Parallel to all this, players like Akamai are doing their bit of action as they try to leverage the promise of cloud computing with its edge computing offerings where it hosts and deliver applications from the Akamai cloud. Talking about the company’s strategy with cloud initiatives in a recent interview with CIOL, Kieran Taylor, senior director, Akamai Technologies shared that the company sees cloud in all three layers – infrastructure as a service, platform as a service and SaaS.

Microsoft is not out of the spotlight either when it comes to a big push on virtualisation.

It has made its piece of the game with a well-targeted portfolio building up with the unveiling of Windows Azure last year as it simultaneously goes the brownfield way with acquisitions like that of Kidaro – a young desktop virtualization software maker.

The very latest move in this game came from Oracle, when it clinched the acquisition of Virtual Iron, a server virtualisation vendor startup for small and medium enterprises. This interestingly, uses the Xen hypervisor, providing equivalent functionality to VMware bit at lower cost. It is generally reckoned to be number five in the server virtualisation market, behind VMware, Xen, Microsoft, and Red Hat.


Among others, Red Hat and Microsoft have recently inked virtualisation interoperability deal, a watershed truce between the two sides of OS field, after the Novell pact.

There are also a spate of OEM deals doing the rounds. Virtual Iron has found another top OEM in form of Dell, which will resell Virtual Iron’s server and storage software alongside the OEM’s virtualization-friendly hardware. Virtual Iron inked similar pacts with IBM and HP before this.

Ask Andi Mann, the sharp analyst from EMA as to how impactful can be these recent acquisitions would be and he answers that he really sees Red Hat as lagging in this race, and facing a very difficult battle against VMware, Microsoft, and Citrix.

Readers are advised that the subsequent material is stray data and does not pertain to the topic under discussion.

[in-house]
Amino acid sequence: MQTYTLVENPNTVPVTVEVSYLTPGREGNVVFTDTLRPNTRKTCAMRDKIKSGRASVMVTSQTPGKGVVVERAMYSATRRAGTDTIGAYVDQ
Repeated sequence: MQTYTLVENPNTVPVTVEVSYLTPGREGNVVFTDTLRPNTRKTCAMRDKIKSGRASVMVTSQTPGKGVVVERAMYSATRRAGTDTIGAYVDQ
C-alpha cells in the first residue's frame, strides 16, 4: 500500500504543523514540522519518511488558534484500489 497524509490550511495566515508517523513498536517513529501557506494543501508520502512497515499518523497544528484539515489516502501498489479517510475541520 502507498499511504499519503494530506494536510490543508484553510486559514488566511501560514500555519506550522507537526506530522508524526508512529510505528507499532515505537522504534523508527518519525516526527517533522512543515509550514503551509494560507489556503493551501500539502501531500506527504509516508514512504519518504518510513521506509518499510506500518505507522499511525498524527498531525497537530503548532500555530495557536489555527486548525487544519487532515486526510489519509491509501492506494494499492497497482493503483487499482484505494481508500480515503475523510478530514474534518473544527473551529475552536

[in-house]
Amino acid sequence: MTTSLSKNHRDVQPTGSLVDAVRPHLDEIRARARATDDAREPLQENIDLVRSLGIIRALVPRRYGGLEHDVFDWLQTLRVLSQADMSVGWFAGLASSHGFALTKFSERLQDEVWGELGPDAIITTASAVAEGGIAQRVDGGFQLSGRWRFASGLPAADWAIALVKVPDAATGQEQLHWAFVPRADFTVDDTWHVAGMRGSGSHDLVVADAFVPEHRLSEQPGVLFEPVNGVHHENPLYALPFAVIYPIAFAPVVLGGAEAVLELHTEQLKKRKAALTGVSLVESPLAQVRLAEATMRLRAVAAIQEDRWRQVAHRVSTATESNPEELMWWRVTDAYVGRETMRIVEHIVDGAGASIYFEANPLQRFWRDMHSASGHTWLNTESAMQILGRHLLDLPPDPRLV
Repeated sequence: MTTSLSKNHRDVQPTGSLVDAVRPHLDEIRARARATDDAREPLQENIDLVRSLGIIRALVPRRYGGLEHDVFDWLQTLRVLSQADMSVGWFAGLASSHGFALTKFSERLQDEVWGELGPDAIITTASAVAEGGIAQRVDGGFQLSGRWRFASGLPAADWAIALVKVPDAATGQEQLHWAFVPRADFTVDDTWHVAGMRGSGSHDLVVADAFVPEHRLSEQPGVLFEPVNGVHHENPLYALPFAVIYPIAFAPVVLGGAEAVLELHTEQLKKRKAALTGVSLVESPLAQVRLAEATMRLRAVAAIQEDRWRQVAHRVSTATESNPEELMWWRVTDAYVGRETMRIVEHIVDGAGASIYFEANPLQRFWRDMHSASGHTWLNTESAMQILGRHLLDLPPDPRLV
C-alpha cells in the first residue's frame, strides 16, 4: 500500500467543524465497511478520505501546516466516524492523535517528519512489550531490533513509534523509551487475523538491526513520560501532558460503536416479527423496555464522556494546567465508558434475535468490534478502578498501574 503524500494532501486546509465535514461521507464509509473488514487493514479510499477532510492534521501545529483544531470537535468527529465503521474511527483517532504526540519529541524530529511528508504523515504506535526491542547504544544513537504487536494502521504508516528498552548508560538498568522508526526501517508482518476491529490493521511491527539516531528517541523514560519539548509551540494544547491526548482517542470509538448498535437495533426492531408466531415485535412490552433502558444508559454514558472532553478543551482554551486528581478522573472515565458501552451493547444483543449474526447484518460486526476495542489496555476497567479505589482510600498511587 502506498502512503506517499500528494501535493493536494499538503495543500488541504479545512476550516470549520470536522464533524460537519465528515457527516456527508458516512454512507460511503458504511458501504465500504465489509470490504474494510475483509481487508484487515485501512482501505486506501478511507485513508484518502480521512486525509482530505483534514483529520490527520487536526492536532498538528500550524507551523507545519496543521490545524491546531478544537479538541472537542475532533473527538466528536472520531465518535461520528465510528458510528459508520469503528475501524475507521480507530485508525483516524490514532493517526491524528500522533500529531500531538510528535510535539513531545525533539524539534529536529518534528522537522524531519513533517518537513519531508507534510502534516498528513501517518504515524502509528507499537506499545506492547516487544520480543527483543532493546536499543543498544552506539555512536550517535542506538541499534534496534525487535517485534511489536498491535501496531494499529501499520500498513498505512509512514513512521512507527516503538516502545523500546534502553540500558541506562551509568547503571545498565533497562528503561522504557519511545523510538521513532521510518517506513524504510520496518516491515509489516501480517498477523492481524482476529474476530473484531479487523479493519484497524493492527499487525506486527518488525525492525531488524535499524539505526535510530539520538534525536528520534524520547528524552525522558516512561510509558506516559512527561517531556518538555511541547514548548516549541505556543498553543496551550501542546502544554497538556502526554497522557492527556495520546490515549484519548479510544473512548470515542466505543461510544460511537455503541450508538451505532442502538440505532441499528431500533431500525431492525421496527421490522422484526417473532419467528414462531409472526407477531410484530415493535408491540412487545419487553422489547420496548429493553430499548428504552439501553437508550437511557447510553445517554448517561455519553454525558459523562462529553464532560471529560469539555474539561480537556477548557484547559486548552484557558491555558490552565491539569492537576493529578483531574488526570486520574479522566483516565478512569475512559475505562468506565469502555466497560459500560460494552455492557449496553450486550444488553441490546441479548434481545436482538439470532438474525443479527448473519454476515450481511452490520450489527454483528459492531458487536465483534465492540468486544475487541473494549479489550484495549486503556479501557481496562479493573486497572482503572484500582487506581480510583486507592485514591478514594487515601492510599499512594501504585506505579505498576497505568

The big differentiator for them all will continue to be virtual systems management (VSM), and the acquisitions you mention, and many others, all point to this. All of the vendors are continuing to build out and/or acquire management technologies, and I expect this to continue to be the hottest battle – around configuration control, process automation, provisioning and migration, etc. “ he says.

So, the confusion and debate around “clouds” will linger for the foreseeable future, as Vmware’s Nagarajan puts it adding confidently that, “As cloud computing continues to define the terms and benefits it will deliver, VMware is working closely with technology leaders in many categories to set the stage for the open cloud.”

And he is not alone, because there are others like Nivio, a company that claims to be the online desktop pioneer, that are planning the roadmap well from a move to desktop to Computing as a Service. Though it is not looking at acquisitions now, CEO Sachin Duggal is upbeat that Nivio would stand out with its intelligent load balancing algorithm and redefine the many-to-one virtualisation and desktop distribution paradigm, both on complexity and costs, and, much better unlike traditional players, as he claims.

There is also expected a new launch in August this year that will whip up virtualisation flavor on the traditional application space of desktops too. “We are ahead of the curve. We are not looking at acquisitions now but there could be companies we would be interested in as we move on.”

And that’s one thought, that connects almost every cloud guy right now. Virtually!